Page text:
It is panic squared.
Asian stocks on Friday experienced their sharpest selloff since the start of the coronavirus outbreak, and that's saying something. They've just closed their worst week since the financial crisis.
Japanese stocks sank like a rock, down 9.4% at one point. Asia's largest stock market, down almost 10% in one day ...
Stimulus is the accelerator. Restrictions on business and travel are the brakes. Those forces are governing market movement short term. And, well, it's a car crash.
Australian stocks had a truly remarkable day. They plunged 8.1% at the open but closed up a sizable 4.4%, a dash of green in a sea of red. That performance ended up being the strongest one-day gain in Australian stocks in more than a decade. Good luck calling a 12.5% intraday move.
Asian markets have been selling off for longer than their counterparts in the West. So it is a surprise, with Japanese stocks already down 22.9% at the start of Friday's trade, to see them mimic the Dow Jones Industrial Average's 9.9% plunge from Thursday. After a little relief in afternoon trade, the Topix closed down 5.0%, meaning it is showing a 26.7% loss for the year.
Energy and financial stocks fared the worst in Japan, as you'd expect. But those two sectors and health care also drove the gains Down Under. Because Australian shares still ended with their worst weekly performance since the financial crisis of 2008, it appears that there was a lot of short covering ahead of the weekend and betting on stimulus ahead. The Reserve Bank of Australia pumped A$8.8 billion (US$5.5 billion) in liquidity into the markets through repurchase agreements, although that's a tiny tweak to stop intraday financial lockup.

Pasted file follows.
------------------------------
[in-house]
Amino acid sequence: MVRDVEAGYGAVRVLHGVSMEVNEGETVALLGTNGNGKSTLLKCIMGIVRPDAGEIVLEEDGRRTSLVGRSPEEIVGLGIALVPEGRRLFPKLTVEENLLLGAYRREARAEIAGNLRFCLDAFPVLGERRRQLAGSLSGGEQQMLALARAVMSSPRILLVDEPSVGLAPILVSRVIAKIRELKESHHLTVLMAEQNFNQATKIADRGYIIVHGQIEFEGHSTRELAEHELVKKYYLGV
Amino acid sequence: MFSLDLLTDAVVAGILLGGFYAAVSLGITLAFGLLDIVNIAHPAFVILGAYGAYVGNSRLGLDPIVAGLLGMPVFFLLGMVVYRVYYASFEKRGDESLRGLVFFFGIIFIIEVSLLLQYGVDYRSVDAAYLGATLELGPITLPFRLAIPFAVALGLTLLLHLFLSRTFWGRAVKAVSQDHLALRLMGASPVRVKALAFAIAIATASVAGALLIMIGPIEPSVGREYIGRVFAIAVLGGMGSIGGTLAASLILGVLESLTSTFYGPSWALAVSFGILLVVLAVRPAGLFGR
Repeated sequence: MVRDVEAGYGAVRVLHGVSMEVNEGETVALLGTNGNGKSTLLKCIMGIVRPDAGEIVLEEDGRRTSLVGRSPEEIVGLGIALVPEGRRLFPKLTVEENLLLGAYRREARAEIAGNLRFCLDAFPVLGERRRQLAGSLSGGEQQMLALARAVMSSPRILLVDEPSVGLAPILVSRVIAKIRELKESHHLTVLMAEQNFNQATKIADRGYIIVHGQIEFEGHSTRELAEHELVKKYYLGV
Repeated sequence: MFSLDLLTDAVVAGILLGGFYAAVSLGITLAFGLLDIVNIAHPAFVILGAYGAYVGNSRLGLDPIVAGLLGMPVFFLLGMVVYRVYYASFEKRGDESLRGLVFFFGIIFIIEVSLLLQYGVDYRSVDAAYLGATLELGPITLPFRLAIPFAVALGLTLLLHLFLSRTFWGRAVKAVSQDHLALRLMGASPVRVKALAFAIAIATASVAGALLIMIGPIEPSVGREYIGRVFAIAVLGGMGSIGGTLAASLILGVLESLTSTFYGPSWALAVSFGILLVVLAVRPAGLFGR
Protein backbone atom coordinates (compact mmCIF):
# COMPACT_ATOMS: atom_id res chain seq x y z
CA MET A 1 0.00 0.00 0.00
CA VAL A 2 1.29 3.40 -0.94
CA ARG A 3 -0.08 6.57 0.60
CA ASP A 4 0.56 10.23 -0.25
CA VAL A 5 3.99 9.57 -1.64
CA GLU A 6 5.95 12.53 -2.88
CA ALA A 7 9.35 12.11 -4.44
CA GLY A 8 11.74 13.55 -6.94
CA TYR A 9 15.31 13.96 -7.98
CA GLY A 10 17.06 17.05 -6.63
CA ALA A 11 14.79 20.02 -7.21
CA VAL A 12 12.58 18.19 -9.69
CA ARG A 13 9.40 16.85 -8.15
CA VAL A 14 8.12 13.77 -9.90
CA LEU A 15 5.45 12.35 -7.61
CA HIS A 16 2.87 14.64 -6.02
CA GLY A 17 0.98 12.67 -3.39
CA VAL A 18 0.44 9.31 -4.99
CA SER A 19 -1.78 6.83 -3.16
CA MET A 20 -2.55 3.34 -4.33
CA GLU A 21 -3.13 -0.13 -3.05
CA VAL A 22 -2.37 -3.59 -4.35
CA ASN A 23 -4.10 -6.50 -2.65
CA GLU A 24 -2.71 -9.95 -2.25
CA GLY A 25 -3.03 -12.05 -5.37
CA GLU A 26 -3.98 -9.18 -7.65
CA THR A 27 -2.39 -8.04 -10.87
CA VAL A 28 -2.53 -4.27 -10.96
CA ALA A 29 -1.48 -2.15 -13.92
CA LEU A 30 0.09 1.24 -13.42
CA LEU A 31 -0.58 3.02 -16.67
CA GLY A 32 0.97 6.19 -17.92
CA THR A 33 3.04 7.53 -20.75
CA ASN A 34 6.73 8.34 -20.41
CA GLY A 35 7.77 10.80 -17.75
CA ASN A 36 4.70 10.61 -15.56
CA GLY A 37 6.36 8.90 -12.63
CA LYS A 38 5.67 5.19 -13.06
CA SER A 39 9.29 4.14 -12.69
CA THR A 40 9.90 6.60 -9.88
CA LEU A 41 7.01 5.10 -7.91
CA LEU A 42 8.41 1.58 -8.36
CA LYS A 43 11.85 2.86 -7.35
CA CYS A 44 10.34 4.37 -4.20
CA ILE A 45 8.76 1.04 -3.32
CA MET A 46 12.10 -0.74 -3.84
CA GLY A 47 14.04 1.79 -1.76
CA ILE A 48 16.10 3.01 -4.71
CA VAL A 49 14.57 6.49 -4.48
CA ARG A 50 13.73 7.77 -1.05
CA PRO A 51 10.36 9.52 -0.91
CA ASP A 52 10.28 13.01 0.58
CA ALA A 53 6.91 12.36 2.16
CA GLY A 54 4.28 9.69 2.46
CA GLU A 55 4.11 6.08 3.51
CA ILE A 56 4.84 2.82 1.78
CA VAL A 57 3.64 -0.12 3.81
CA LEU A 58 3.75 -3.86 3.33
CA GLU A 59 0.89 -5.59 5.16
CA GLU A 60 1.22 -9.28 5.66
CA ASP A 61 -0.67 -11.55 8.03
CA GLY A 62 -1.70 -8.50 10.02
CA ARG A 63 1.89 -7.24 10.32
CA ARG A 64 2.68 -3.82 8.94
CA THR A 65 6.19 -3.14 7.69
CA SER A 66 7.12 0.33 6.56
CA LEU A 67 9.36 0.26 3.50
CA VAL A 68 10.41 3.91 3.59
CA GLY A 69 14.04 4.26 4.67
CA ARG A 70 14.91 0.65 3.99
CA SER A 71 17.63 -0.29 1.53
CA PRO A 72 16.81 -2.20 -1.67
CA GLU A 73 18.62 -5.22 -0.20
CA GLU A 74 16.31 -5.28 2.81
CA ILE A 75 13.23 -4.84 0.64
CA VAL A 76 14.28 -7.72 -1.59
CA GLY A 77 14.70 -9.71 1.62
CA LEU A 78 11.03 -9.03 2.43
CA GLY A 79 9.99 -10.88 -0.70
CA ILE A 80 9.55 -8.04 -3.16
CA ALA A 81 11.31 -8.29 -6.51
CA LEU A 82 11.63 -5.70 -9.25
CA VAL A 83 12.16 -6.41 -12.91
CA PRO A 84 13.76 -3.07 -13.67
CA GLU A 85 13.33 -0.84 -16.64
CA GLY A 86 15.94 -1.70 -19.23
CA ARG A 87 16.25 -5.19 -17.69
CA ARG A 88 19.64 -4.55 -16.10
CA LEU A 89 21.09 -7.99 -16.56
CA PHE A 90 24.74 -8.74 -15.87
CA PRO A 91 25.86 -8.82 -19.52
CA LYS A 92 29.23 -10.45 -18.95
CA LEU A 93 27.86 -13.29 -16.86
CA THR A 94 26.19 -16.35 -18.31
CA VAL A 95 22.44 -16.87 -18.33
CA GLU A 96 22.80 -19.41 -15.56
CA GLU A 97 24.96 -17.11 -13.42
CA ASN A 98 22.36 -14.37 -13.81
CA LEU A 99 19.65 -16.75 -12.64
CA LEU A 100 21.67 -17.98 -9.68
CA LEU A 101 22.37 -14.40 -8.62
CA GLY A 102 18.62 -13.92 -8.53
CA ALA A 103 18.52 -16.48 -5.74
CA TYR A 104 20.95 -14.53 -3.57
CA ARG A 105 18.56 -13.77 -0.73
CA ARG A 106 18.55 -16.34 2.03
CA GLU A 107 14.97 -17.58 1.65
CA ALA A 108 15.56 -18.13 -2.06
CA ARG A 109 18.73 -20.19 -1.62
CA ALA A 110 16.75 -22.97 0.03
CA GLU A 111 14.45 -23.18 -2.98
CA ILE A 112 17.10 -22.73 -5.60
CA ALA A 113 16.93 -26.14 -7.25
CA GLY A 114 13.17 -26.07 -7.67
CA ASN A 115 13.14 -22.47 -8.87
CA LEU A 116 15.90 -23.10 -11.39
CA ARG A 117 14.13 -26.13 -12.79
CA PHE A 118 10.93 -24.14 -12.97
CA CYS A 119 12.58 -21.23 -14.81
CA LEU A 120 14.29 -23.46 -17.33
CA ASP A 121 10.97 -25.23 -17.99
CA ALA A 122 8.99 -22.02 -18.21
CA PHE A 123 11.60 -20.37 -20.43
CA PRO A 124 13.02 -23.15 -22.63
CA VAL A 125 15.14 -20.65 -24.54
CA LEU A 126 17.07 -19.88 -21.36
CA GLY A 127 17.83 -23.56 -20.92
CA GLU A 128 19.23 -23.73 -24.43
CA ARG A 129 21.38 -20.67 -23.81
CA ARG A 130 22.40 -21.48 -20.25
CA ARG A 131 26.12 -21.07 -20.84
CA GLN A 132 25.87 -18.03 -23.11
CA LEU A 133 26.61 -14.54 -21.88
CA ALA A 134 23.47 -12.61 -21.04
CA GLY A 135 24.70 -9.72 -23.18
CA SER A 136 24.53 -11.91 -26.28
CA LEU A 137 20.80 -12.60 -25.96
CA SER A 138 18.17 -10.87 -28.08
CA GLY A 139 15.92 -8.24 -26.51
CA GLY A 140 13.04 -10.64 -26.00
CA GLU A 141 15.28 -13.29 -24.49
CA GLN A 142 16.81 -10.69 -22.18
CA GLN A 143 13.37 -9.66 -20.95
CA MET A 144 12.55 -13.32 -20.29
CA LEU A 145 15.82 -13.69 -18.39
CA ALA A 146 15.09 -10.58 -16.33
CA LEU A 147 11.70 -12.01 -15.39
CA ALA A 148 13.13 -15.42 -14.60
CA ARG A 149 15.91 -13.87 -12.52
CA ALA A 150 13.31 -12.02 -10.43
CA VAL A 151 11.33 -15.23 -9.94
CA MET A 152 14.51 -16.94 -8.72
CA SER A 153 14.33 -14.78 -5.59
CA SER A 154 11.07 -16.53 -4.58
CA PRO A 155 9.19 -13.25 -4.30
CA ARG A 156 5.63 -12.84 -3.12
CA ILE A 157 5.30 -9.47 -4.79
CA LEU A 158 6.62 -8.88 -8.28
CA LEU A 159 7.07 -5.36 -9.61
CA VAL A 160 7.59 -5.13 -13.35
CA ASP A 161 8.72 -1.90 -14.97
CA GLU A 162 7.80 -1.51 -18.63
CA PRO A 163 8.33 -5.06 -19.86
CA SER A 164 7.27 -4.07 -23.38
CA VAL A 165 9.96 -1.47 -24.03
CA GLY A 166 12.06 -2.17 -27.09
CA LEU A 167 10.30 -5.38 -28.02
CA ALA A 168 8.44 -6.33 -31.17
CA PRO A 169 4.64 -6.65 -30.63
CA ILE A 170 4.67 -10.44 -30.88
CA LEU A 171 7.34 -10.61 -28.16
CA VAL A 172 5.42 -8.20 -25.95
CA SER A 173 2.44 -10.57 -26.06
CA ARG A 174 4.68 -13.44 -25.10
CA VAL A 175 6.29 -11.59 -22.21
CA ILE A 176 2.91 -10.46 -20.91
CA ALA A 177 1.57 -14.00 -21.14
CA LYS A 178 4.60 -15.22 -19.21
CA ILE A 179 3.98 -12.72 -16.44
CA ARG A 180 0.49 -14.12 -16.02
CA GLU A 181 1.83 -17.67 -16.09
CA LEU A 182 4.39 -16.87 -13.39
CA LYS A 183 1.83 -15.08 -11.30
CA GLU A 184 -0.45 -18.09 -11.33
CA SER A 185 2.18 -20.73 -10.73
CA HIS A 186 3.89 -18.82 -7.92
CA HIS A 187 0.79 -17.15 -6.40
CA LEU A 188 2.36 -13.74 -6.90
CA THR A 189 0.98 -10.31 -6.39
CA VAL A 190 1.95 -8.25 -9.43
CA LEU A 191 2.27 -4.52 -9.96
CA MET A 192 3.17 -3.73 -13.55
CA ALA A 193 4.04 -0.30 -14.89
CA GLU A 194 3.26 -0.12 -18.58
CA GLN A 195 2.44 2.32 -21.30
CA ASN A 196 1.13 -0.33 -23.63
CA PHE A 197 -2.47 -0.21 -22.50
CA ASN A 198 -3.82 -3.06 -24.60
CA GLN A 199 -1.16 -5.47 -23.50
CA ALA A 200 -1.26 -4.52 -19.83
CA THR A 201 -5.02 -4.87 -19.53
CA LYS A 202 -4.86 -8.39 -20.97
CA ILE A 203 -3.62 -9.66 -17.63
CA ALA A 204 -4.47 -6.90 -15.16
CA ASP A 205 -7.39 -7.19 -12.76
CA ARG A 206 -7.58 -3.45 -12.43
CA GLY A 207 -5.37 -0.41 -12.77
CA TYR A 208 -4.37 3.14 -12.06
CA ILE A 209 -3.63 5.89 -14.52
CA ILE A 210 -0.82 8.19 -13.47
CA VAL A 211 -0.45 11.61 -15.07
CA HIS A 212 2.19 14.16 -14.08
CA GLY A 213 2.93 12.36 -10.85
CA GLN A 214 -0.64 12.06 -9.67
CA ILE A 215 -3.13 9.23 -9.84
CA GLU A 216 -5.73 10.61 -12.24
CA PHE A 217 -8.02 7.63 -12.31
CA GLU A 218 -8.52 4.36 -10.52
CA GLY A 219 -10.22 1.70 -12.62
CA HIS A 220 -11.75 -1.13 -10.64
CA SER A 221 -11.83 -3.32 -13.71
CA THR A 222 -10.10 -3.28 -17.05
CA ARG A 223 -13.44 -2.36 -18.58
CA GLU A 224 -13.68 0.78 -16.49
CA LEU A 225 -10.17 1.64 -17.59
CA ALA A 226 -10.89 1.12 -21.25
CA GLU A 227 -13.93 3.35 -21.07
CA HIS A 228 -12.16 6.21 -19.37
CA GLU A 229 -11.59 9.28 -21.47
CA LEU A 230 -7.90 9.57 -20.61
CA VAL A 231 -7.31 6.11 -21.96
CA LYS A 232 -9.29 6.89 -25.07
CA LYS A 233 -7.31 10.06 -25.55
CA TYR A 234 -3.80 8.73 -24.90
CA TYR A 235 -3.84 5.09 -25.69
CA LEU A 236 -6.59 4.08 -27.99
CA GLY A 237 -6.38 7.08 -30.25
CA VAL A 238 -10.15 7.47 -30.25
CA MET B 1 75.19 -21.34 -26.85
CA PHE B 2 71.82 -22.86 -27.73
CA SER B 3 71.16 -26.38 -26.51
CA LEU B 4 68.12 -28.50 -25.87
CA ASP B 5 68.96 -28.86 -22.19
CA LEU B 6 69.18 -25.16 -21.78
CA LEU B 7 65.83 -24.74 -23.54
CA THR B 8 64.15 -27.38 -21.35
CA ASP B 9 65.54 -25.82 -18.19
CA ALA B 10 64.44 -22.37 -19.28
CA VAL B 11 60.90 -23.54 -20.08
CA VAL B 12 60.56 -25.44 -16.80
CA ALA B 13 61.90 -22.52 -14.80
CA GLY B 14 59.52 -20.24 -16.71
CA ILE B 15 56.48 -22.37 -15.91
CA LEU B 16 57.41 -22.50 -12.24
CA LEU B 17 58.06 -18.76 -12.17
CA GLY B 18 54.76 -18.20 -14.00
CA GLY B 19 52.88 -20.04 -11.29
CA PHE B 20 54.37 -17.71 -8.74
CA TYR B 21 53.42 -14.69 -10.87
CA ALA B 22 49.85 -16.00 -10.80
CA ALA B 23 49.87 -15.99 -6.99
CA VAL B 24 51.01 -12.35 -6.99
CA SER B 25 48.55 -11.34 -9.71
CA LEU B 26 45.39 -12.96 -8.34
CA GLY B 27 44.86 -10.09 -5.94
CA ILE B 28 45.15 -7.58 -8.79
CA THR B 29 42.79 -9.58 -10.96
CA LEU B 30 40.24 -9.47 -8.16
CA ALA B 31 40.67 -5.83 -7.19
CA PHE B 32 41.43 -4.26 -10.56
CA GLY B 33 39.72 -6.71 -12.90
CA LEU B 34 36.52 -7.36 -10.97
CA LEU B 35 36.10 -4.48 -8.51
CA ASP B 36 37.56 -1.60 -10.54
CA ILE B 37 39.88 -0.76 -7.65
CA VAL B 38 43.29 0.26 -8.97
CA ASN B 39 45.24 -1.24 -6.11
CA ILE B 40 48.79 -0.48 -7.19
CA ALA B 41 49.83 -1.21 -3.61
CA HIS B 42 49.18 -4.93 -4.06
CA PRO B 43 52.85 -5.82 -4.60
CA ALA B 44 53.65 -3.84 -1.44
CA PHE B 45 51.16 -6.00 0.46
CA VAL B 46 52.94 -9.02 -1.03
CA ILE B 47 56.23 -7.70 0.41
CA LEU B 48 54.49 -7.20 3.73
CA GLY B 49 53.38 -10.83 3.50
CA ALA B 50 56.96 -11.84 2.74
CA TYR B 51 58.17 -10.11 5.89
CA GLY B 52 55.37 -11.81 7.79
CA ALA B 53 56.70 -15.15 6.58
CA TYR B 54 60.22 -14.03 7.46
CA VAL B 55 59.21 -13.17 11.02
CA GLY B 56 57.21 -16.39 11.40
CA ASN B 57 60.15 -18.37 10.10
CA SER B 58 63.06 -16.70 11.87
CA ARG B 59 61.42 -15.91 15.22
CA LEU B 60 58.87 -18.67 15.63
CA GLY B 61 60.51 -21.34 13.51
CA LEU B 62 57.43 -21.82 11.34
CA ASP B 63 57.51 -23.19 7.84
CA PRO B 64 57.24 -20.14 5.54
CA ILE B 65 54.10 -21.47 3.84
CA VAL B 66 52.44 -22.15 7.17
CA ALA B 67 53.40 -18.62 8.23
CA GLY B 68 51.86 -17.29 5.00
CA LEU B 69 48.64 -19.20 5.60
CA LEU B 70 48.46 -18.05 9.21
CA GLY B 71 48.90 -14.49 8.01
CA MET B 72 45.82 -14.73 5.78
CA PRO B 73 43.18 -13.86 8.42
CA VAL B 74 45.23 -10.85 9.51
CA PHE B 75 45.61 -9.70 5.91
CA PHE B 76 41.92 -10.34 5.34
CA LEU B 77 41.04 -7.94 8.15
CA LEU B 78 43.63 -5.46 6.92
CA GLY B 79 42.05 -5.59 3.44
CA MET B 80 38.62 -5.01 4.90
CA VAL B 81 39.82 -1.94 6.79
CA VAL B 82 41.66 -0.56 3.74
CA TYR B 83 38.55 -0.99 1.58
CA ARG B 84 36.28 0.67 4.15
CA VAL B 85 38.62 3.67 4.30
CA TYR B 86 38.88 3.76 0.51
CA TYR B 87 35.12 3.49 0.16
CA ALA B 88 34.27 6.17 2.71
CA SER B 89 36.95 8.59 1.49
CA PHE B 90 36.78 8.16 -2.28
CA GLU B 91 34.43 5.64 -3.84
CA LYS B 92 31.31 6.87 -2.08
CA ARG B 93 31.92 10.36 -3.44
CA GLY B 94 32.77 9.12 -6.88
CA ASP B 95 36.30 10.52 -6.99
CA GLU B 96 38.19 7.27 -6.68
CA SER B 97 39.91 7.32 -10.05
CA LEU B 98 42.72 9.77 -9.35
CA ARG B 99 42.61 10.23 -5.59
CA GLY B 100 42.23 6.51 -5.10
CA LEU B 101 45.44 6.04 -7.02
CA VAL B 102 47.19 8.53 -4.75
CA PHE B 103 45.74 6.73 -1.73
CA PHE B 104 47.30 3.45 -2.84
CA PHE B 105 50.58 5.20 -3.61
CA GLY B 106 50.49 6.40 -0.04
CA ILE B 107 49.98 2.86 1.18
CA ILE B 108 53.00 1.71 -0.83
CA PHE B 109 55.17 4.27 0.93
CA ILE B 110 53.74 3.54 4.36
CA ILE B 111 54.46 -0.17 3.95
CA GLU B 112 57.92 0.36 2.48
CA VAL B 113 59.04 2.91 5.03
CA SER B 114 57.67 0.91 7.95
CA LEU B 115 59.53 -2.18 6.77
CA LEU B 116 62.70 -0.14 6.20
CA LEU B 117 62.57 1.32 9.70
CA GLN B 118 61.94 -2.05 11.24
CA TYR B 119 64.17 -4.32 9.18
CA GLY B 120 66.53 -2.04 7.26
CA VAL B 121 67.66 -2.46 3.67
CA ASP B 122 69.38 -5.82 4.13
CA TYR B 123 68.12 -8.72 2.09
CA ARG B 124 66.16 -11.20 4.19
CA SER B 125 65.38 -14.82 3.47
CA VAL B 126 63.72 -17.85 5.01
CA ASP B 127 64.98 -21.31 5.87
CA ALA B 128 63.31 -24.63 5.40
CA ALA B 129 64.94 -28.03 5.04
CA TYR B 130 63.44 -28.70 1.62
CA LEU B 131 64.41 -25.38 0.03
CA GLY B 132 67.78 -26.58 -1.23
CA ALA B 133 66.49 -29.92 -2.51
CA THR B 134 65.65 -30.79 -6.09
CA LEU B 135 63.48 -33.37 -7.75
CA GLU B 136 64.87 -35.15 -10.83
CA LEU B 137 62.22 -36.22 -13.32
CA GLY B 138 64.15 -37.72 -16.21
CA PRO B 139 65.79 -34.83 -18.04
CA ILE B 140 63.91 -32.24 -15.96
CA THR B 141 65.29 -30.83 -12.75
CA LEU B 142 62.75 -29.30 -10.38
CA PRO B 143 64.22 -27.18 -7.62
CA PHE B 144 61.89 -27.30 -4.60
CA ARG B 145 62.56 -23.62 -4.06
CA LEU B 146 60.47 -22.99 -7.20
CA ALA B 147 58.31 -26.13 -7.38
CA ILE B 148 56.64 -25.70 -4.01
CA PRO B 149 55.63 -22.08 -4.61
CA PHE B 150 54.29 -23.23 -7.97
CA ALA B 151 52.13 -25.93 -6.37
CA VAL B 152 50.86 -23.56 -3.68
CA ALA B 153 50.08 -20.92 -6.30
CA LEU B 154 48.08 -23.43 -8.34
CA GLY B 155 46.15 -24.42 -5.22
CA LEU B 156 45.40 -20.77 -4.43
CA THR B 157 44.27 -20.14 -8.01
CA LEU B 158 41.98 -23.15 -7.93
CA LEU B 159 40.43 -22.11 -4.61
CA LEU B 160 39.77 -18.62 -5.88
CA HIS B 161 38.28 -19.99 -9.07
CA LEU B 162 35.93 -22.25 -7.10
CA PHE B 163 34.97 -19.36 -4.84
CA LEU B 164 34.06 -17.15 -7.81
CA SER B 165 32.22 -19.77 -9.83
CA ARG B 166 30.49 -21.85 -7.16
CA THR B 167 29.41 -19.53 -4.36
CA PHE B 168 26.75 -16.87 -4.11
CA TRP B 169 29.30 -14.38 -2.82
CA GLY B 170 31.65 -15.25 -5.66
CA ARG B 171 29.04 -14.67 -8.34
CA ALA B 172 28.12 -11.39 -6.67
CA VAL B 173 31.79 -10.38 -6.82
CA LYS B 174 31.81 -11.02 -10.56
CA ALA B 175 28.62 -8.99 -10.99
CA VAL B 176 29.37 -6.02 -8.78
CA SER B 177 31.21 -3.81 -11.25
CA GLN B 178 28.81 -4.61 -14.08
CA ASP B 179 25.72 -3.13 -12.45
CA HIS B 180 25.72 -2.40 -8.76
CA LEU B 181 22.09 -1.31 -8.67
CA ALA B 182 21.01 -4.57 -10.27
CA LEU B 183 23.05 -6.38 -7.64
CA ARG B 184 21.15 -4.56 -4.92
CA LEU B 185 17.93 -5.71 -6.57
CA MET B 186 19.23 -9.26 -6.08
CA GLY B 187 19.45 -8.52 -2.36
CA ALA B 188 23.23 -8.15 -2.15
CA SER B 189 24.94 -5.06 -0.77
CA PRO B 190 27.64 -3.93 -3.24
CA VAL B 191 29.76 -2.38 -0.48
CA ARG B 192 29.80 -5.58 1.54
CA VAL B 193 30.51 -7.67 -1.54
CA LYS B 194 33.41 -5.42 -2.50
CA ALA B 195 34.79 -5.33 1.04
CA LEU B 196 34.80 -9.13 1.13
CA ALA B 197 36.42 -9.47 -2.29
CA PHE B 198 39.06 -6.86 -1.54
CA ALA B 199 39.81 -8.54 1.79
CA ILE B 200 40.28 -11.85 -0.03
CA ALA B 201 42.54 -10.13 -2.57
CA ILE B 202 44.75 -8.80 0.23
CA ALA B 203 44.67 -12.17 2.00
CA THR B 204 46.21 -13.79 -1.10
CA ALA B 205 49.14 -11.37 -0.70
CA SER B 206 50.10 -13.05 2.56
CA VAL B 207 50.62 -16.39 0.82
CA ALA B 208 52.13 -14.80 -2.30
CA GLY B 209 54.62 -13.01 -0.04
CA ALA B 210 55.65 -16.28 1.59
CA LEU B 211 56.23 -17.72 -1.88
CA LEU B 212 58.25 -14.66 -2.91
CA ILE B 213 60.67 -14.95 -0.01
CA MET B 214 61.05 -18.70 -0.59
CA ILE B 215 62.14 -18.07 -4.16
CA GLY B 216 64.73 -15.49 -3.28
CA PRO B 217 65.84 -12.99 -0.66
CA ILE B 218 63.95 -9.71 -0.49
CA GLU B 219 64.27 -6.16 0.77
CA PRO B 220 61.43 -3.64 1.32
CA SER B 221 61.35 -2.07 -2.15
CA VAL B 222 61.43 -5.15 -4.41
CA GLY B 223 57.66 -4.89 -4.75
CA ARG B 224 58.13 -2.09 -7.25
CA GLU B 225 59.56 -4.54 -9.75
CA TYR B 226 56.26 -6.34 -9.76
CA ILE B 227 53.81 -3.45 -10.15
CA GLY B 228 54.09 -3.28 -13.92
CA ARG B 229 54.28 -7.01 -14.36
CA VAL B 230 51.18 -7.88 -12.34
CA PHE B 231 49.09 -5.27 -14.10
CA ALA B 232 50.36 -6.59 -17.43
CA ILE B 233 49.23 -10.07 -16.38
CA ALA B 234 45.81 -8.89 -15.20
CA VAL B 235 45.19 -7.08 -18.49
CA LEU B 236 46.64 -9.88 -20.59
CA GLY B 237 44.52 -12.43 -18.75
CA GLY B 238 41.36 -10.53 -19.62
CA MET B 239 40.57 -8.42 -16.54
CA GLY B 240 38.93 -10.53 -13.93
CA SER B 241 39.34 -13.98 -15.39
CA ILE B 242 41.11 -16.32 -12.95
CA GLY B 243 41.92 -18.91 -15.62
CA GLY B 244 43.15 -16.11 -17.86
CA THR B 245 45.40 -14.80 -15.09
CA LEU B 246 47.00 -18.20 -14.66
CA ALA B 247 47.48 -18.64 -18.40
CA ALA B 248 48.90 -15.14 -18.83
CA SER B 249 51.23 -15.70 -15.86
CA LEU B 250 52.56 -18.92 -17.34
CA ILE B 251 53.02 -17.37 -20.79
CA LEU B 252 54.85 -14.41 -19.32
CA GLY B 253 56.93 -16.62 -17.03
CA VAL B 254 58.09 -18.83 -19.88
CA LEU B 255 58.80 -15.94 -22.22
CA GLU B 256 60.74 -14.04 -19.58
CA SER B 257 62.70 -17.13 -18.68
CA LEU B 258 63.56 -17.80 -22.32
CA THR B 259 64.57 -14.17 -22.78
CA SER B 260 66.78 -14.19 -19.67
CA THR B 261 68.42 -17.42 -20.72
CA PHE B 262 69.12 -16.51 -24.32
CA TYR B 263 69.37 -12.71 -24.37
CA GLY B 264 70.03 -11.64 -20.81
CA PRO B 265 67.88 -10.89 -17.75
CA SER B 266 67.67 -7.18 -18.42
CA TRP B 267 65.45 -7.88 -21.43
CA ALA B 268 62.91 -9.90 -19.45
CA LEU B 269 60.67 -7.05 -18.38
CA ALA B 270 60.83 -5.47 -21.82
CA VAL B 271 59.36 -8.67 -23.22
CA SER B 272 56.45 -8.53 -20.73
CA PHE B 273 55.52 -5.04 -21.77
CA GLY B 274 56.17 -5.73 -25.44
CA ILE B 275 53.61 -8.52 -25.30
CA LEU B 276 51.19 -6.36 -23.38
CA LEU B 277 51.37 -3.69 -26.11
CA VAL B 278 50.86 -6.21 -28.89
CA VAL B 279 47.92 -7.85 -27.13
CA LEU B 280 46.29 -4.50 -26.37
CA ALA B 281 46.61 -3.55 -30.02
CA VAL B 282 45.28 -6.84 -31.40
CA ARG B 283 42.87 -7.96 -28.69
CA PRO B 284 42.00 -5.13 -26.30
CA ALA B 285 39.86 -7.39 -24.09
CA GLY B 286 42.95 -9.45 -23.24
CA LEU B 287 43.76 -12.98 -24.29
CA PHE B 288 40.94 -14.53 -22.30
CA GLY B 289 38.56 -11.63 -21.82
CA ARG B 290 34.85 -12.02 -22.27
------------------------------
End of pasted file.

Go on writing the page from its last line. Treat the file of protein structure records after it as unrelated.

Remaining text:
Australia's home affairs minister, Peter Dutton, confirmed he has the coronavirus, causing New Zealand's internal affairs minister, Tracey Martin, to isolate herself because the two had been in a meeting. And the Formula 1 race in Melbourne, first of the season, was cancelled. So there wasn't exactly encouraging news on the home front. New Zealand stocks, which close earliest in Asia, didn't enjoy any late-day rally and ended down 4.9%.
Indian shares, some of the last to close in Asia, are up 4.0%, so Asia may see a rally to start the week on Monday. There's a whole weekend of chaos to come before then.
Perversely, Chinese stocks are actually holding up pretty well. The CSI 300 of the largest mainland stocks edged down only 1.4% on Friday. We can attribute this to retail Chinese investors driving that market, and they have few other places to put their money.
No one here in Hong Kong believes the figures on infections out of China, showing that the virus is under control. I would not be surprised to see a secondary wave of infections in China. Even if we don't, the world's most-populous nation slowly is allowing only half its population out of lockdown; in the meantime, economic pain magnifies.
The blame game
Although now is not the time to cast blame, the rest of the world should also not let China turn the tale around about the Wuhan virus. The Chinese Communist Party's propaganda machine is going into overdrive here, seeking to sow the seed of doubt as to the origin of the virus.
A Chinese foreign ministry spokesman has latched onto comments by U.S. Centers for Disease and Control director Robert Redfield, in which the CDC chief said early cases of Covid-19 might have been diagnosed as flu.
That's leading to a counter-narrative that the United States ultimately may be to blame for the virus. U.S. and Chinese politicians can play this kind of game alike.
"When did patient zero begin in U.S.?" the foreign ministry spokesman, Zhao Lijian, said on Twitter. "It might be US army who brought the epidemic to Wuhan."